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1 Samuel xvi. 14.
"But the Spirit of the Lord departed from Saul, and an evil
spirit from the Lord troubled him."

1 Samuel xvi. 14.
"But the Spirit of the Lord departed from Saul, and an evil
spirit from the Lord troubled him."

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Published by: GLENN DALE PEASE on Sep 02, 2013
Copyright:Attribution Non-commercial


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SAULBY THE REV. ISAAC WILLIAMS, B.D,1 Samuel xvi. 14."But the Spirit of the Lord departed from Saul, and an evilspirit from the Lord troubled him."The striking characters of Holy Scripture are setbefore us in conjunction with others, with whom theyare most strongly seen by comparison or by contrast.Thus with Samuel the man of prayer, with David theman after God's own heart, with his son Jonathan, solovely yet so truly great, comes to us the unhappySaul. Thus we see in those that fall away, what theymight have been if they had so willed ; and how thegrace of God hath moulded others to be as the starsthat shine for ever. Saul might have prayed likeSamuel, might have waited upon God as David did,might have loved with largenessof heart like Jonathan.We see, especially in the history of Saul, the awfulprogress of the soul, from the gradual changes thattake place in him, while in his successive trials evilprevails over the Spirit of grace and opportunities of good. There is also a sort of natural goodness aboutSAUL. 185him that rivets our interest ; so that from the veryfeeling of a common nature, we are partly inclined toforget his crimes in his miseries.Saul had every thing which the natural man coulddesire. Gifted in mind and body, — " See ye him," saidSamuel, " whom the Lord hath chosen, that there isnone like him.*' He was " a choice young man, and agoodly: and there was* not among the children of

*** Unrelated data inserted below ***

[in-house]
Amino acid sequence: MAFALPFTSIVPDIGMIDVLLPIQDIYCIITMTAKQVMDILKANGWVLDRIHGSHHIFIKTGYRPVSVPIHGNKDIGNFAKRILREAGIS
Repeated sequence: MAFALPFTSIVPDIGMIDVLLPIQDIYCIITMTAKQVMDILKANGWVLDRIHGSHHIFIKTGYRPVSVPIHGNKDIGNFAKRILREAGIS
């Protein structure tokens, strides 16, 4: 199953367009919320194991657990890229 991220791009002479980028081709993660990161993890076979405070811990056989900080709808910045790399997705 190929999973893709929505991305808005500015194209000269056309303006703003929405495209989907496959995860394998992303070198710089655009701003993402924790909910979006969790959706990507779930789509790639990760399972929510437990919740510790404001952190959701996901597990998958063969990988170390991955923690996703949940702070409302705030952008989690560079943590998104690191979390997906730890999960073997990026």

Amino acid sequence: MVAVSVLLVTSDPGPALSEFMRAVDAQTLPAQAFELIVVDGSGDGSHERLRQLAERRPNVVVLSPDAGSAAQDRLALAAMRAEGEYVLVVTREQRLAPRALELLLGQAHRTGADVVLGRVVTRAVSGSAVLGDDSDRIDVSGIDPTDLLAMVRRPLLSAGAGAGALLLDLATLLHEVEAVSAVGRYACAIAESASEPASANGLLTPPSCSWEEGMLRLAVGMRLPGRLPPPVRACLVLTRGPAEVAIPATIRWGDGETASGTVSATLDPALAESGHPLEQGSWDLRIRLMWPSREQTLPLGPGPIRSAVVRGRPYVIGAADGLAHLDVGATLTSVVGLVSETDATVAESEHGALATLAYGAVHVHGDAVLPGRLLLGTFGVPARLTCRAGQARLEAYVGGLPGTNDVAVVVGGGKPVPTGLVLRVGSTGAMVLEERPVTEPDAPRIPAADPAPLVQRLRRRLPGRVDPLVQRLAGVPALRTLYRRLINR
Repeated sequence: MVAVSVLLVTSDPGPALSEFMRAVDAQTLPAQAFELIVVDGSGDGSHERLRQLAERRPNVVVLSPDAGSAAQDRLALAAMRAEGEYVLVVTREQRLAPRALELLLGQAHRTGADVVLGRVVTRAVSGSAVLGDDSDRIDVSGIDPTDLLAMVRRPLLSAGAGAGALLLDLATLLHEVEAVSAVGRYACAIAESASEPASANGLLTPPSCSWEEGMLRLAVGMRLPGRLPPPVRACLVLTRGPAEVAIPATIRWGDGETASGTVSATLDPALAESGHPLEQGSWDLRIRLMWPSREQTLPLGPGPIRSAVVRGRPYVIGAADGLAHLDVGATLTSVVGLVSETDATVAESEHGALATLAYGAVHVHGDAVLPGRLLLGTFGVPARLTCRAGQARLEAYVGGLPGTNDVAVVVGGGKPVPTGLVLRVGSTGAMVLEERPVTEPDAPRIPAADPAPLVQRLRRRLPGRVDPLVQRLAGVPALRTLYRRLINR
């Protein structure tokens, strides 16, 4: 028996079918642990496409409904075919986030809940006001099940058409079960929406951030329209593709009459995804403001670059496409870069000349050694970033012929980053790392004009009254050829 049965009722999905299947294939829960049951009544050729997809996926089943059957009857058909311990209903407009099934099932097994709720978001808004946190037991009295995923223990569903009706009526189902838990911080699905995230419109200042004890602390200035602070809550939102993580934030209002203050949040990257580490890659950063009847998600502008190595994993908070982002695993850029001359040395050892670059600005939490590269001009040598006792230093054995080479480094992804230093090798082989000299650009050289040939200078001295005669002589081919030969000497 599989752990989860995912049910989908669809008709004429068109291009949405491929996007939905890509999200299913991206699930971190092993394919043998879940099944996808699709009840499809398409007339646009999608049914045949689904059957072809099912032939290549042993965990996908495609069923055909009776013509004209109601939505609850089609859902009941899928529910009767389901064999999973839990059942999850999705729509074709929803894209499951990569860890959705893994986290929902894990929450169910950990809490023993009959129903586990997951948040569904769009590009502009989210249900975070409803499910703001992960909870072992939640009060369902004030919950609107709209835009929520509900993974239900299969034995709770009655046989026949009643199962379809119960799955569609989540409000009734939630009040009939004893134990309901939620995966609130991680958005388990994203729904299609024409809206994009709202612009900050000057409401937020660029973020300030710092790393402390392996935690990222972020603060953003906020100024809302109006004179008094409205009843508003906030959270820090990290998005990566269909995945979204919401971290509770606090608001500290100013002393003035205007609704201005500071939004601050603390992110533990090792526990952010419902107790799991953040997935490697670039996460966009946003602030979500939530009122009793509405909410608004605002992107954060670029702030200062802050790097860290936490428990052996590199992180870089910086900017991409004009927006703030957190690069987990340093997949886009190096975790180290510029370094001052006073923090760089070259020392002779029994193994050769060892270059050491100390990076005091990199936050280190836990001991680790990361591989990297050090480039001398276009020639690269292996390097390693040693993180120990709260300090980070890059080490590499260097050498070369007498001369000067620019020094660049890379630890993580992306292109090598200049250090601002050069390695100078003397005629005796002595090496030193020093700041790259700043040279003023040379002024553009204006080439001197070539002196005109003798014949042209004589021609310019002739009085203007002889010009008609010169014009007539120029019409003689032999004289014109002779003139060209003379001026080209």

Israel a goodlier person than he ; from his shouldersand upward he was higher than any of the people ^"The Spirit of God moreover was given him to fithim for his kingdom at that anointing. And theanointing was to him " the oil of gladness ;" for theProphet himself delighted in him ; and God turned thehearts of the people towards him, so that, on the dayof his institution, "Saul,*' it is said, "and all thepeople rejoiced greatly." The pride of the people — the chosen of God— and having in him qualities thateven endeared him throughout to the wisest andbest of men ; but more than this, for even in thosethings in which he afterwards fell — disobedience andpride of heart, — he has at first the testimony of Godfor good ; for the Lord says to Samuel, " Saul is turnedback from following Me;" he had therefore oncefollowed obediently the guidance of God. And Samuelsays to him, " When thou wast little in thine ownsight*;" so that he once was humble of mind. Butnow he rejoices in himself, not in God; and therearises in him that self-elation which goes before a fall ;" the beginning of pride is when one departeth fromGod;" "for pride is the beginning of sin'." The1 1 Sam. X. 23 ; ix. 2. » 1 Sam. xv. 11. 17.» Ecelus. x. 12, 13.186 SAUL.trial whicH comes does not occasion this self-confidenceand rising of the heart against God, but brings outand proves that which was in the soul.At .the time of anointing him king, Samuel gavehim the injunction to go down before him to Gilgal,and there to wait seven days till he himself should come to offer the sacrifices and burnt ofter-
ings. This, though he knew it not, was to be theproof of Saul's faith; this would show whether hetrusted in himself or in God, whether he could waitfor God and upon God. What appeared an accidentalurgency of circumstances was wisely calculated forthis probation. The case seemed pressing; the ap-pointed time just transpiring ; the people were scat-tered; the Philistines were coming on; what couldbe more religious than Saul's anxiety at such a timefor supplication and for sacrifice ? Thus, as the Jewsafterwards, he deceived himself with religion ; but theheart and life of religion, faith, was wanting ; for whatwas the use of supplication and sacrifice ? were theynot to obtain God's assistance ? but could not Godassist without them ? '' Stand still and see the salva-tion of the Lord*," was the very pledge of deliverancegiven by Moses at the Eed Sea. Thus Saul becomesa sign of the taking away of the kingdom from Israel.It is the opposite to the obedience of the Son of God." Sacrifice and meat-offering Thou wouldest not ; butMine ears hast Thou opened." " Lo, I come to doThy will, O God!" "Tea, Thy law is within Myheart." "Thou hast done foolishly," said Samuel," thou hast not kept the commanduient of the Lordthy God. Thy kingdom shall not continue ; the Lord* Exod. xiv. 13.BAn. 187hath sought Him a man after His own heart/' evenhim whose saying is, " I waited patiently for the Lord.""My soul, wait thou still," i.e. calm and patient," upon God.""Woe unto them that have lost patience*."" Patient abiding," " possessing the soul in patience,""patient waiting for the Lord," are ever spoken of as

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